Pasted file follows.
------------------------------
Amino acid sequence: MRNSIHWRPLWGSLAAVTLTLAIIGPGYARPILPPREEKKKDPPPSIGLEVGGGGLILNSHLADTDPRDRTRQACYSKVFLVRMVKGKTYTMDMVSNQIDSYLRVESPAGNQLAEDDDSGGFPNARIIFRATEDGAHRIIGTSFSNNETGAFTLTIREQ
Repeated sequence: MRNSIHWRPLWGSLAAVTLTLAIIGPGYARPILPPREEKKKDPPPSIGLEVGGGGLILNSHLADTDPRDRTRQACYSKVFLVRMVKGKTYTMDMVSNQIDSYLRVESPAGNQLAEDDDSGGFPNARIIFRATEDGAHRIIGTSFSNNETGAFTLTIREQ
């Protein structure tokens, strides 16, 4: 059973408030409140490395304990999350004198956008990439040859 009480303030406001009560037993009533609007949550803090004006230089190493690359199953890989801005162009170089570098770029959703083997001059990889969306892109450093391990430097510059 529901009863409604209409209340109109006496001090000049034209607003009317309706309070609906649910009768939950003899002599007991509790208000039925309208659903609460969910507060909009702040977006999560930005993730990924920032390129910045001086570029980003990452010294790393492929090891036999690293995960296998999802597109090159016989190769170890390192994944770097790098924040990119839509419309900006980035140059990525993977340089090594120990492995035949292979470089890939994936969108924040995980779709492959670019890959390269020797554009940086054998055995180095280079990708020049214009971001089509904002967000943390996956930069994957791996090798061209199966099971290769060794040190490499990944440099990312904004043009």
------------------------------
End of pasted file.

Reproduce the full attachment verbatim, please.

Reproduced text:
Amino acid sequence: MRNSIHWRPLWGSLAAVTLTLAIIGPGYARPILPPREEKKKDPPPSIGLEVGGGGLILNSHLADTDPRDRTRQACYSKVFLVRMVKGKTYTMDMVSNQIDSYLRVESPAGNQLAEDDDSGGFPNARIIFRATEDGAHRIIGTSFSNNETGAFTLTIREQ
Repeated sequence: MRNSIHWRPLWGSLAAVTLTLAIIGPGYARPILPPREEKKKDPPPSIGLEVGGGGLILNSHLADTDPRDRTRQACYSKVFLVRMVKGKTYTMDMVSNQIDSYLRVESPAGNQLAEDDDSGGFPNARIIFRATEDGAHRIIGTSFSNNETGAFTLTIREQ
């Protein structure tokens, strides 16, 4: 059973408030409140490395304990999350004198956008990439040859 009480303030406001009560037993009533609007949550803090004006230089190493690359199953890989801005162009170089570098770029959703083997001059990889969306892109450093391990430097510059 529901009863409604209409209340109109006496001090000049034209607003009317309706309070609906649910009768939950003899002599007991509790208000039925309208659903609460969910507060909009702040977006999560930005993730990924920032390129910045001086570029980003990452010294790393492929090891036999690293995960296998999802597109090159016989190769170890390192994944770097790098924040990119839509419309900006980035140059990525993977340089090594120990492995035949292979470089890939994936969108924040995980779709492959670019890959390269020797554009940086054998055995180095280079990708020049214009971001089509904002967000943390996956930069994957791996090798061209199966099971290769060794040190490499990944440099990312904004043009």